Sheep Nutritional Diseases Part 2
In the second part of this series, we will be explaining the occurrence, symptoms and treatments of abosomal bloat and acidosis. These two metabolic conditions are caused by bacteria that rapidly ferments nutrients in the gut of ruminants, producing large amounts of gas along with various other symptoms.
Also known as tympany, abosomal bloat is a condition that affects hand-reared kids and lambs. It is believed to be caused by a bacteria-like clostridium perfringins type A, as well as Sarcina. As bacterial growth takes place, the milk in the stomach ferments, producing an excess of gas, which causes the abosmasum to bloat.
The affected young develop swollen abdomens, leading to abdominal pain. The animals will be lethargic and weak, and may grind their teeth. In most cases this condition is fatal.
As many lambs and kids that are affected by this condition die, prevention is considered the best course of action.The occurrence of this disease can be prevented by adding penicillin to the milk replacer or normal cows milk.
In cases where young have developed this condition, sodium bicarbonate can be added to the water to neutralize the acid forming in the stomach. In serious cases a veterinarian or animal health technician should be contacted to perform a puncture into the abosmasum, in order to let the gas escape.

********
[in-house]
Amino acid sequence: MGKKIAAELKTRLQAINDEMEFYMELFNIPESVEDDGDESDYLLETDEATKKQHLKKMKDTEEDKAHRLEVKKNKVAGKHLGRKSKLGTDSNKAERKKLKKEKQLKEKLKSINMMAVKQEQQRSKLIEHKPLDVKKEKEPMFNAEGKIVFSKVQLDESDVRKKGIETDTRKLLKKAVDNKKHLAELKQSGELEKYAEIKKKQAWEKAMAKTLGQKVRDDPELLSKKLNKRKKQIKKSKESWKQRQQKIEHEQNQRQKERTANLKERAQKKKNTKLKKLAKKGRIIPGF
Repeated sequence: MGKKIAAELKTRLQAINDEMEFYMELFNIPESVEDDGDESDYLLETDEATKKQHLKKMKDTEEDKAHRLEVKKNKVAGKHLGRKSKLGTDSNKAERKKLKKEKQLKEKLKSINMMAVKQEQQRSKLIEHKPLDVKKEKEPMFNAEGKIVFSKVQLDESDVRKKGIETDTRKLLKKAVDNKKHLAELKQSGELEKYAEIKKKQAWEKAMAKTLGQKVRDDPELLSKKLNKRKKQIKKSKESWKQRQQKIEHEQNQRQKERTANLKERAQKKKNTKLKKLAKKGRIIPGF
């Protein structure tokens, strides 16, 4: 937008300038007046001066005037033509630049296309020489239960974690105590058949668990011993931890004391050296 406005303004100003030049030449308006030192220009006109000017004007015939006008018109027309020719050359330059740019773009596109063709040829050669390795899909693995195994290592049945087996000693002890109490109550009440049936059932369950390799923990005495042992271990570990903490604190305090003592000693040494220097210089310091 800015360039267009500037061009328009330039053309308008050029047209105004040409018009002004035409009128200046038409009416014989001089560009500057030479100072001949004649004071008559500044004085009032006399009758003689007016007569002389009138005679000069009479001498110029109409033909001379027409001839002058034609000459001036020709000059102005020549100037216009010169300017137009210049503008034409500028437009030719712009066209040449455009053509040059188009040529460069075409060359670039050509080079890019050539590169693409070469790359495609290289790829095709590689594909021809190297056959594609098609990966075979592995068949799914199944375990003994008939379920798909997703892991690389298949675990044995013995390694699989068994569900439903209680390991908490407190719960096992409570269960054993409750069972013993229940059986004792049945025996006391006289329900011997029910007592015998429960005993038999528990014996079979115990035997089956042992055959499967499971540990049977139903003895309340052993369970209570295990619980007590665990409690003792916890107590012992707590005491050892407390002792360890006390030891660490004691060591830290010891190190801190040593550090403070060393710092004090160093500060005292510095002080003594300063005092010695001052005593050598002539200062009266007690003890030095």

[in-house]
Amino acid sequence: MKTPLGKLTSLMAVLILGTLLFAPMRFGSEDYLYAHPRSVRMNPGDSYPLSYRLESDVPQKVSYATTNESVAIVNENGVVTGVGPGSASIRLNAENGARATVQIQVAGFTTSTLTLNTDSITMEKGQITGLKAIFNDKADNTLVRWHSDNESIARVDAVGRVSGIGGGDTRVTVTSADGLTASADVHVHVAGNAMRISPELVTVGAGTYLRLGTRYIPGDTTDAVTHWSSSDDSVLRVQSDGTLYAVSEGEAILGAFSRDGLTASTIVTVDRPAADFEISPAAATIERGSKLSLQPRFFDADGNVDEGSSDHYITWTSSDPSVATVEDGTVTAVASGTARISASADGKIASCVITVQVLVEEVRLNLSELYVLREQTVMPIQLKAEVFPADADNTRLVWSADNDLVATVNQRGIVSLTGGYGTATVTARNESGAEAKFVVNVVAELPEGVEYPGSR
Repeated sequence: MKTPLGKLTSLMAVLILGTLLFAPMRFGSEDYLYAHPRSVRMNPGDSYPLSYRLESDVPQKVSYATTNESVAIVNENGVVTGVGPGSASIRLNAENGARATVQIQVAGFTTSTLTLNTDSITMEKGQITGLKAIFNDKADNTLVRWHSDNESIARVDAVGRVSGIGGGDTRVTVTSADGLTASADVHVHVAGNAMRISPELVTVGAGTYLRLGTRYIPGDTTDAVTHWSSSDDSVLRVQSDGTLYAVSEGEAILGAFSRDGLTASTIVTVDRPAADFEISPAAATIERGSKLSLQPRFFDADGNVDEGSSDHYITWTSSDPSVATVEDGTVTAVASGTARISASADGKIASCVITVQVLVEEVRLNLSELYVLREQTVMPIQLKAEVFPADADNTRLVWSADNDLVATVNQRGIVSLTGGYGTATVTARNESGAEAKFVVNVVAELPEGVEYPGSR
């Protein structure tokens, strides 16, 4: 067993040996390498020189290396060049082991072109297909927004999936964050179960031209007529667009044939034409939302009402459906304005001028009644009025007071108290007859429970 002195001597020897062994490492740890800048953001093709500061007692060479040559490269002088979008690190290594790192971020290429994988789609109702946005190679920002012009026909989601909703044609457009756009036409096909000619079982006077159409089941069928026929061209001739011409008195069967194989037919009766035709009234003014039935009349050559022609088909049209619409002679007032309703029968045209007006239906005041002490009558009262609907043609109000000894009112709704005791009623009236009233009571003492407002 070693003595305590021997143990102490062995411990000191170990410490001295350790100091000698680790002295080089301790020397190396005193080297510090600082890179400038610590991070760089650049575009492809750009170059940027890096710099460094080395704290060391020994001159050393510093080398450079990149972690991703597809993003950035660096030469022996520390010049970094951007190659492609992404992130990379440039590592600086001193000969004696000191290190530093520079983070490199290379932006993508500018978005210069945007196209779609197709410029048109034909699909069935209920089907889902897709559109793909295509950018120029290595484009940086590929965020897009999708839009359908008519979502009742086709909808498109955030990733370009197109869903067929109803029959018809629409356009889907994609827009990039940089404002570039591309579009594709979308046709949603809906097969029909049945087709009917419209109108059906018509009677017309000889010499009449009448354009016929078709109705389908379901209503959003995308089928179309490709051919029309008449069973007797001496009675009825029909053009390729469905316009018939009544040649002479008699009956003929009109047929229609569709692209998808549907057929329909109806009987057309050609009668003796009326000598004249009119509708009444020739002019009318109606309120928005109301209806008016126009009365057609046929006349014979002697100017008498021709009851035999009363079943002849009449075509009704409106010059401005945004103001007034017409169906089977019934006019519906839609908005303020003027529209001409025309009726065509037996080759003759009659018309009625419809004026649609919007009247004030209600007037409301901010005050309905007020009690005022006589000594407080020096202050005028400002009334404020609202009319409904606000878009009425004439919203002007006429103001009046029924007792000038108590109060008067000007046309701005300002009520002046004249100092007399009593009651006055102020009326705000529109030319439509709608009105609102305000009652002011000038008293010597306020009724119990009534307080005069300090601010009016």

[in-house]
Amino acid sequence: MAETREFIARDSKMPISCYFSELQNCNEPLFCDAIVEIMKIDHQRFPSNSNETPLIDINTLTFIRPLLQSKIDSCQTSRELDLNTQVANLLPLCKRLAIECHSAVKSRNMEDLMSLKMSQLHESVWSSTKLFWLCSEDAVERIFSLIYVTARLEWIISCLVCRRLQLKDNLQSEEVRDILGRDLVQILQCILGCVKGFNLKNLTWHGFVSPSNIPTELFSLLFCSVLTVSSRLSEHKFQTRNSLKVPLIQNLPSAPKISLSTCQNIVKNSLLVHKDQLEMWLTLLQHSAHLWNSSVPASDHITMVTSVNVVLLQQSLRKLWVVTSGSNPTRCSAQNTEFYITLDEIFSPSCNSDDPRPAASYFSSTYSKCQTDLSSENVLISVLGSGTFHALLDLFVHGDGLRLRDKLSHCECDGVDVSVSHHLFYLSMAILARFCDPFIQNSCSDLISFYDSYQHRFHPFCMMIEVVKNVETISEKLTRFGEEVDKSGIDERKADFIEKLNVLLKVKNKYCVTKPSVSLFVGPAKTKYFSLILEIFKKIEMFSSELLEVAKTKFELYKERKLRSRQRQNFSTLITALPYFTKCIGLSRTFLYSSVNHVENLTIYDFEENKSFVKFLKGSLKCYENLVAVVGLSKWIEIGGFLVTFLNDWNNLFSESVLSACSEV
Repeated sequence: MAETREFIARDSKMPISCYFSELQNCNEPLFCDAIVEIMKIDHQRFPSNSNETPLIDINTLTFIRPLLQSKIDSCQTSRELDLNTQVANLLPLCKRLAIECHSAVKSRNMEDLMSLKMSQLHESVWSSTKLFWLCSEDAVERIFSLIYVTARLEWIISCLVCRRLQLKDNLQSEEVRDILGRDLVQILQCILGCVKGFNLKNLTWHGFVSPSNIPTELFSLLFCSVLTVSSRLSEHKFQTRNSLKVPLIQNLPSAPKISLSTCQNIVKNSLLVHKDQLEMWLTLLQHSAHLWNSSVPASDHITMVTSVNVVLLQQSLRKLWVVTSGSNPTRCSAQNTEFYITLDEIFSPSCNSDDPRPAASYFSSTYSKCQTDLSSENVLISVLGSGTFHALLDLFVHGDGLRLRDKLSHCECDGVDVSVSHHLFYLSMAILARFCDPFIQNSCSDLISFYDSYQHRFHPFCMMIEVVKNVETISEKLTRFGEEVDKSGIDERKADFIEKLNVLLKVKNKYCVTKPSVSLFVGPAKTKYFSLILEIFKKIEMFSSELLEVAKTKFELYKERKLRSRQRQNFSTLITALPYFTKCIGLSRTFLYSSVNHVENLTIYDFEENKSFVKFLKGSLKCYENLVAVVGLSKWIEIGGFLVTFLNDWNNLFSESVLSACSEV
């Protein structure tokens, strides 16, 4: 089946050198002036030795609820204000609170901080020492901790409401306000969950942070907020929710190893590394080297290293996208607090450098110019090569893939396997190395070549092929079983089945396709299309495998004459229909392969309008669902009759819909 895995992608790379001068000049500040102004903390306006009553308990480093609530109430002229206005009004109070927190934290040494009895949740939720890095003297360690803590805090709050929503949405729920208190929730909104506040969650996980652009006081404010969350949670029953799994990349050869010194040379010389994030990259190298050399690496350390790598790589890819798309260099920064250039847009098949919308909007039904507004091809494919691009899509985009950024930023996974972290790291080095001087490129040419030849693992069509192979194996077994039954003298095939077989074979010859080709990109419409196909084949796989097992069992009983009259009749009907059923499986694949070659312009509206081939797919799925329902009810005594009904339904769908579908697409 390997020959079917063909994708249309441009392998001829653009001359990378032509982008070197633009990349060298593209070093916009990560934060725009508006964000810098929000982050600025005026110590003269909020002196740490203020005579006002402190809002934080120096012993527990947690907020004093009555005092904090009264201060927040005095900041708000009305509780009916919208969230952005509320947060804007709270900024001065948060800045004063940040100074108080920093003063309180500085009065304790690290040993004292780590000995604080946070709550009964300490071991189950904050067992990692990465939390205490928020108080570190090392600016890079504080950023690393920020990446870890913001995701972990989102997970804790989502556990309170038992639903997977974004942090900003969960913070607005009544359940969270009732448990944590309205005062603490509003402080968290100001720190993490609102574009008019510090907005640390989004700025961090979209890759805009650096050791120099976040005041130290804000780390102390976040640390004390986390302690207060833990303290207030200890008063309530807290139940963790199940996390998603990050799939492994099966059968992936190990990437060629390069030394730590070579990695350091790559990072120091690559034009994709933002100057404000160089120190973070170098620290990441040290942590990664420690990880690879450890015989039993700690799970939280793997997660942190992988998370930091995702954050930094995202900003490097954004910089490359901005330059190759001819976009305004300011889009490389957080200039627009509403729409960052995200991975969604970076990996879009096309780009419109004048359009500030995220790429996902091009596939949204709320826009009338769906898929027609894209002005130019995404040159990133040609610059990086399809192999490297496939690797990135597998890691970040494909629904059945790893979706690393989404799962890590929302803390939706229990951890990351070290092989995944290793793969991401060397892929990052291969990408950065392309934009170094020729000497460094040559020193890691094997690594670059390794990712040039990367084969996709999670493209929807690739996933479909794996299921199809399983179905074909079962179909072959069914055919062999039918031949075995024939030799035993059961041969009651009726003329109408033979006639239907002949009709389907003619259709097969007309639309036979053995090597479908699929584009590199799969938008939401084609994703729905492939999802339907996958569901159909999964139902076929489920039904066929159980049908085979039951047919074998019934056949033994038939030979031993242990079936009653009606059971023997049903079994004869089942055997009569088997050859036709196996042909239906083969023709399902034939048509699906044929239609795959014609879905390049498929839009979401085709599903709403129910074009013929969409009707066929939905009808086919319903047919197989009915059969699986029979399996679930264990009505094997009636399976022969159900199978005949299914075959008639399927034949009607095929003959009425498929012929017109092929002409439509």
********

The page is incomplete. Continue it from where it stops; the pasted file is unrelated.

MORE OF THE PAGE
If milk replacers are being used, it should be mixed according to the manufacturer’s direction, and care should be taken to ensure that there are no lumps in the formula. Kids and lambs should be self-fed to encourage them to have smaller meals at more frequent intervals. Bottles and nipples, as well as buckets should be disinfected.
Also known as grain overload or grain poisoning, acidosis occurs when ruminants like cattle and sheep eat large amounts of high grain feed. Rather than being digested, this feed ferments at a rapid pace thanks to gut microbes, and produces lactic acid which lowers the pH of the rumen.
Acidosis often occurs when animals are introduced to a high concentrate diet of highly fermentable carbohydrates, without a proper adaptation period.
Animals suffering from acidosis will display signs of dehydration and thirst, bloating on the left side of the abdomen, staggering, lack of appetite and diarrhoea, as well as a tendency to lie down and signs of depression.
Treatments may vary depending on how serious the condition is, and may require veterinary intervention. Drenching the infected animal with a bicarbonate solution or treating it with intravenous fluids are often both applicable. Proper management will have to be put in place, to ensure that secondary infections and abscesses do not occur.
Acidosis is a preventable condition, if the proper steps are put in place. A proper adaptation period should be followed, when introducing a high grain diet to animals for the first time. Ensure that your livestock always has access to roughages and monitor your flock for any signs of depression, lethargy or lameness.
Certain antibiotics may be fed, to reduce the amount of lactic acid-producing bacteria in the gut.
Contact you nearest Molatek technical advisor if your flock is showing any of the above symptoms, or if you feel there is cause for concern.